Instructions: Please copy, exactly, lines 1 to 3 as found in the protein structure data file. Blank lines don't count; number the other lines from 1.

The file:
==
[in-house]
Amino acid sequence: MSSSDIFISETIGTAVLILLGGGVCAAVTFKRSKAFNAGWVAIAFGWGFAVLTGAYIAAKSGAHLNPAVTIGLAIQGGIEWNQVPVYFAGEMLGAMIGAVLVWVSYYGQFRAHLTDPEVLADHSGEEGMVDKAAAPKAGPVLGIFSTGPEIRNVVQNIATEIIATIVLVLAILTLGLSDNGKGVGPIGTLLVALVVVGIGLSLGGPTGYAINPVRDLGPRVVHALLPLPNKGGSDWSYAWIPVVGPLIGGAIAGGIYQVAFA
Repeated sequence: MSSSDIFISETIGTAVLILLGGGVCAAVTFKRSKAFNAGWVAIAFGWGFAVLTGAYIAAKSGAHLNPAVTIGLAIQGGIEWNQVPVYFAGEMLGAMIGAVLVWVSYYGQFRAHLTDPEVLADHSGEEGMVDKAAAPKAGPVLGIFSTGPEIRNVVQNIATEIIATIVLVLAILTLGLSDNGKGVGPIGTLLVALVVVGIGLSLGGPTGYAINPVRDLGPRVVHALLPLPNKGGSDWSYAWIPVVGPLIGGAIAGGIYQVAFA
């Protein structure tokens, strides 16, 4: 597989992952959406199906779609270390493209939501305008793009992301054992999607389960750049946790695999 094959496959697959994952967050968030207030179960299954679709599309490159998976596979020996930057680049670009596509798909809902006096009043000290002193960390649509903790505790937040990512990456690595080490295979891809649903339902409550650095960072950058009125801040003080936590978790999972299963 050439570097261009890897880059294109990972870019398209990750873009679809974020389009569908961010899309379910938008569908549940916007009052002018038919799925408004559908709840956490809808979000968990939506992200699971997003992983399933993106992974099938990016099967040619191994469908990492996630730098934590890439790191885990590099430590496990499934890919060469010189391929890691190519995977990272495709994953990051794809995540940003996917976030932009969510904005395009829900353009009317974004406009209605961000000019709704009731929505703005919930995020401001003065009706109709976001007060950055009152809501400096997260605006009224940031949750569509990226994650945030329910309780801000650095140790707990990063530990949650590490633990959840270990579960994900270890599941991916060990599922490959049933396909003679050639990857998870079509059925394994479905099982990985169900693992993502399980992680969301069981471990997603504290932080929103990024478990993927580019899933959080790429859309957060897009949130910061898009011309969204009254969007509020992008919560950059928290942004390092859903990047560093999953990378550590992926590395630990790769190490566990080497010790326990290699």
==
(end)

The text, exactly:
[in-house]
Amino acid sequence: MSSSDIFISETIGTAVLILLGGGVCAAVTFKRSKAFNAGWVAIAFGWGFAVLTGAYIAAKSGAHLNPAVTIGLAIQGGIEWNQVPVYFAGEMLGAMIGAVLVWVSYYGQFRAHLTDPEVLADHSGEEGMVDKAAAPKAGPVLGIFSTGPEIRNVVQNIATEIIATIVLVLAILTLGLSDNGKGVGPIGTLLVALVVVGIGLSLGGPTGYAINPVRDLGPRVVHALLPLPNKGGSDWSYAWIPVVGPLIGGAIAGGIYQVAFA
Repeated sequence: MSSSDIFISETIGTAVLILLGGGVCAAVTFKRSKAFNAGWVAIAFGWGFAVLTGAYIAAKSGAHLNPAVTIGLAIQGGIEWNQVPVYFAGEMLGAMIGAVLVWVSYYGQFRAHLTDPEVLADHSGEEGMVDKAAAPKAGPVLGIFSTGPEIRNVVQNIATEIIATIVLVLAILTLGLSDNGKGVGPIGTLLVALVVVGIGLSLGGPTGYAINPVRDLGPRVVHALLPLPNKGGSDWSYAWIPVVGPLIGGAIAGGIYQVAFA